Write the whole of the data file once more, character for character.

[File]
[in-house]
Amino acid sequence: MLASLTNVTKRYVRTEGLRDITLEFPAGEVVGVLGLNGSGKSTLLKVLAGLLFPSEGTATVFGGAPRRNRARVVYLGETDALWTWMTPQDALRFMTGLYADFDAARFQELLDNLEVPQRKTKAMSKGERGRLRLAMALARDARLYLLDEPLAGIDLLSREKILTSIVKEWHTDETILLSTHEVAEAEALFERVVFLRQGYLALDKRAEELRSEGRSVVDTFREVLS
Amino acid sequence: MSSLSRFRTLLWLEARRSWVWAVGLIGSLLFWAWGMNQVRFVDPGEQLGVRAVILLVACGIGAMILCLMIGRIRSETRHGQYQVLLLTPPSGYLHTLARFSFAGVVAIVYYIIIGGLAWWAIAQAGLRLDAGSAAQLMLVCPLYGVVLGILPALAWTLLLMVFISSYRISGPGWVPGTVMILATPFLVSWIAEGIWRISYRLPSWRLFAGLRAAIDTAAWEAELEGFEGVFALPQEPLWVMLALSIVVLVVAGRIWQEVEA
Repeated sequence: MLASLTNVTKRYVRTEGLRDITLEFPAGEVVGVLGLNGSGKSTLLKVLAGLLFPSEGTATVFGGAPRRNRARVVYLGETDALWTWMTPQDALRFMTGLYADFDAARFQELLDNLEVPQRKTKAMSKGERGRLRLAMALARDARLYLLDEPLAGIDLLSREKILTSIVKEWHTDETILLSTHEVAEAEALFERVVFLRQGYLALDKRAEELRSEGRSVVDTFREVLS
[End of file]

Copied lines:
[in-house]
Amino acid sequence: MLASLTNVTKRYVRTEGLRDITLEFPAGEVVGVLGLNGSGKSTLLKVLAGLLFPSEGTATVFGGAPRRNRARVVYLGETDALWTWMTPQDALRFMTGLYADFDAARFQELLDNLEVPQRKTKAMSKGERGRLRLAMALARDARLYLLDEPLAGIDLLSREKILTSIVKEWHTDETILLSTHEVAEAEALFERVVFLRQGYLALDKRAEELRSEGRSVVDTFREVLS
Amino acid sequence: MSSLSRFRTLLWLEARRSWVWAVGLIGSLLFWAWGMNQVRFVDPGEQLGVRAVILLVACGIGAMILCLMIGRIRSETRHGQYQVLLLTPPSGYLHTLARFSFAGVVAIVYYIIIGGLAWWAIAQAGLRLDAGSAAQLMLVCPLYGVVLGILPALAWTLLLMVFISSYRISGPGWVPGTVMILATPFLVSWIAEGIWRISYRLPSWRLFAGLRAAIDTAAWEAELEGFEGVFALPQEPLWVMLALSIVVLVVAGRIWQEVEA
Repeated sequence: MLASLTNVTKRYVRTEGLRDITLEFPAGEVVGVLGLNGSGKSTLLKVLAGLLFPSEGTATVFGGAPRRNRARVVYLGETDALWTWMTPQDALRFMTGLYADFDAARFQELLDNLEVPQRKTKAMSKGERGRLRLAMALARDARLYLLDEPLAGIDLLSREKILTSIVKEWHTDETILLSTHEVAEAEALFERVVFLRQGYLALDKRAEELRSEGRSVVDTFREVLS